The name torrontés is shared by a bewildering number of distinct white grapes grown in Spain and Portugal, most notably in a rare and coveted form of Madeira. However, most Americans who encounter it are tasting a variety that is entirely unrelated to European torrontés: a varietal first spawned in South America and most often encountered from Argentina. Argentine torrontés makes delightfully fragrant white wines, as with this example, which shares much with sauvignon blanc in that they are both typically dry, midweight, and unoaked. But where sauvignon blanc tends to smell of citrus fruits and green herbs, torrontés wines feature aromatics that are overtly floral, thanks to being a direct descendant of the muscat grape (also known as Moscato). Torrontés is less pungent and, unlike muscat, it is rarely used to make sweet wines. But there’s no mistaking the family resemblance, evident in scents of jasmine or gardenias against a backdrop of green apple and peach flavors. While the majority of torrontés wines are sourced from Argentina’s huge Mendoza region, we are seeing a growing number of wines like this one emerging from elsewhere, particularly from high-elevation regions like Salta. Salta lies to the north of Mendoza, bounded on the west by the peaks of the Andes, and features an extreme climate that coaxes delightfully rich flavors from this uncommon grape.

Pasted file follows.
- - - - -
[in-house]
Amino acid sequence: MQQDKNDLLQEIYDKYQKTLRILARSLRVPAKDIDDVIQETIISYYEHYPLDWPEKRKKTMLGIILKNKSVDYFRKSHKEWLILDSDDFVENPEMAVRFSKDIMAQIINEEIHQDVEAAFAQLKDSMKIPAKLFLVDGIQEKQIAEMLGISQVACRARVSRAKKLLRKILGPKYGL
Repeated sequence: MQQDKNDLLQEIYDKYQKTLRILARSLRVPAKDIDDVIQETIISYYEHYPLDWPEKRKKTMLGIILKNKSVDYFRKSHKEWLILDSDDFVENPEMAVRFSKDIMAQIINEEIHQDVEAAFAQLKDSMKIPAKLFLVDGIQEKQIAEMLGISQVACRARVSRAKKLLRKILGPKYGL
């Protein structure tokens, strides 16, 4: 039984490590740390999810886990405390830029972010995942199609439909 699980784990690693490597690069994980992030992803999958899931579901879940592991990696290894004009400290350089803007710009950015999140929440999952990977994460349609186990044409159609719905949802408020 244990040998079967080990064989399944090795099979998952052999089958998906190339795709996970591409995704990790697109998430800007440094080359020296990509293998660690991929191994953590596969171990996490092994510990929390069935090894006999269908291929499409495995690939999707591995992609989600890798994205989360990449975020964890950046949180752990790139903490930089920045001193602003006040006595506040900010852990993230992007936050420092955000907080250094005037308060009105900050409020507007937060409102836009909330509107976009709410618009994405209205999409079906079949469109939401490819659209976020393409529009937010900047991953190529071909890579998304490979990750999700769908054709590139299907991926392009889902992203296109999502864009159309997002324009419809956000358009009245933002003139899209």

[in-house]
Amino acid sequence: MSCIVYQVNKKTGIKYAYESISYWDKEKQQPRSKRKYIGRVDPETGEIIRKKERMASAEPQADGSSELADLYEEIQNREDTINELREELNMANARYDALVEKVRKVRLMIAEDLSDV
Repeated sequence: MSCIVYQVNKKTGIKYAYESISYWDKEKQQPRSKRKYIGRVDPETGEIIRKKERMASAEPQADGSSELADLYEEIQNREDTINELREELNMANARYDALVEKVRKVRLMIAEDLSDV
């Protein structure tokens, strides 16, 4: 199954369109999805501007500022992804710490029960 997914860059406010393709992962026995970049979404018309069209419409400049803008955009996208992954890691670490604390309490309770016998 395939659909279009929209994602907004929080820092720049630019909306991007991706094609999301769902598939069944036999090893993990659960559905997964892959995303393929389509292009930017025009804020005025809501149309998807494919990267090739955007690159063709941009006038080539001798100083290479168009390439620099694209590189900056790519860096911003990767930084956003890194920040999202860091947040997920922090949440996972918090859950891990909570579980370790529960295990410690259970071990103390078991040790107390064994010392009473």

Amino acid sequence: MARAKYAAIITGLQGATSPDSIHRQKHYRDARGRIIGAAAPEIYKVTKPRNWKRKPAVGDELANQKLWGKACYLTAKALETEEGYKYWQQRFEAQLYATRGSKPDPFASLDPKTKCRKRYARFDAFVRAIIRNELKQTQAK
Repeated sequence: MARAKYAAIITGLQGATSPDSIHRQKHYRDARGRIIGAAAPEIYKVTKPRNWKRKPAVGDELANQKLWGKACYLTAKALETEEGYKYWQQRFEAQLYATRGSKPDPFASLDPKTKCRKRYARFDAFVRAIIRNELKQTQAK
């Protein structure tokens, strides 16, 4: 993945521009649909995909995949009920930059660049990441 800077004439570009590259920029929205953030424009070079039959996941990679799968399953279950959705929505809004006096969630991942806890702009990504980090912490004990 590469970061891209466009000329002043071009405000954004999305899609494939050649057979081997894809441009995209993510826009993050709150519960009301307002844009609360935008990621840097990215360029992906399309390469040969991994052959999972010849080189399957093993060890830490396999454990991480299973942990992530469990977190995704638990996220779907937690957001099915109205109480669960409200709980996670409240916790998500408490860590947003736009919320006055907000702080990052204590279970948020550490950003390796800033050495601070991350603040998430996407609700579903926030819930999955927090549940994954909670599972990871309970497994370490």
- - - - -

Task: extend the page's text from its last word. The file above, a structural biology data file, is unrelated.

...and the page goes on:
$9.99 through Sept. 29 (regularly $11.99); PLCB Item #9713